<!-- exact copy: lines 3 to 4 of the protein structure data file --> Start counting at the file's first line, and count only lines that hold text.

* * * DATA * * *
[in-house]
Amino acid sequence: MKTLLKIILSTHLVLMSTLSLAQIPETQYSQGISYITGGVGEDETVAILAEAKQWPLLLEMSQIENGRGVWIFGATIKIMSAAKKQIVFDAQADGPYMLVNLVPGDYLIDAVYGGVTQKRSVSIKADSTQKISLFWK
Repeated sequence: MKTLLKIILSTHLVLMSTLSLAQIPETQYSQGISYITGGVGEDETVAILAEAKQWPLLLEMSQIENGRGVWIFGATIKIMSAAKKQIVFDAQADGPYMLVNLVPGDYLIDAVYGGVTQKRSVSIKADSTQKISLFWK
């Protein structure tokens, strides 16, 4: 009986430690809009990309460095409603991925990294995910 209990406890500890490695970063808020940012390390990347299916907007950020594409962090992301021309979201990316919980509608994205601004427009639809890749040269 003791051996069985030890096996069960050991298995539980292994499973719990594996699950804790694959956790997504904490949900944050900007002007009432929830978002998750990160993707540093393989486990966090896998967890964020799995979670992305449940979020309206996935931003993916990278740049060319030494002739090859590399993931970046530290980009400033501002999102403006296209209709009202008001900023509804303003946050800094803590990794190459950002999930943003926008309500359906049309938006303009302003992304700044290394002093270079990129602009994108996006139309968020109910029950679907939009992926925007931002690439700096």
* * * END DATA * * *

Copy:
Repeated sequence: MKTLLKIILSTHLVLMSTLSLAQIPETQYSQGISYITGGVGEDETVAILAEAKQWPLLLEMSQIENGRGVWIFGATIKIMSAAKKQIVFDAQADGPYMLVNLVPGDYLIDAVYGGVTQKRSVSIKADSTQKISLFWK
């Protein structure tokens, strides 16, 4: 009986430690809009990309460095409603991925990294995910 209990406890500890490695970063808020940012390390990347299916907007950020594409962090992301021309979201990316919980509608994205601004427009639809890749040269 003791051996069985030890096996069960050991298995539980292994499973719990594996699950804790694959956790997504904490949900944050900007002007009432929830978002998750990160993707540093393989486990966090896998967890964020799995979670992305449940979020309206996935931003993916990278740049060319030494002739090859590399993931970046530290980009400033501002999102403006296209209709009202008001900023509804303003946050800094803590990794190459950002999930943003926008309500359906049309938006303009302003992304700044290394002093270079990129602009994108996006139309968020109910029950679907939009992926925007931002690439700096």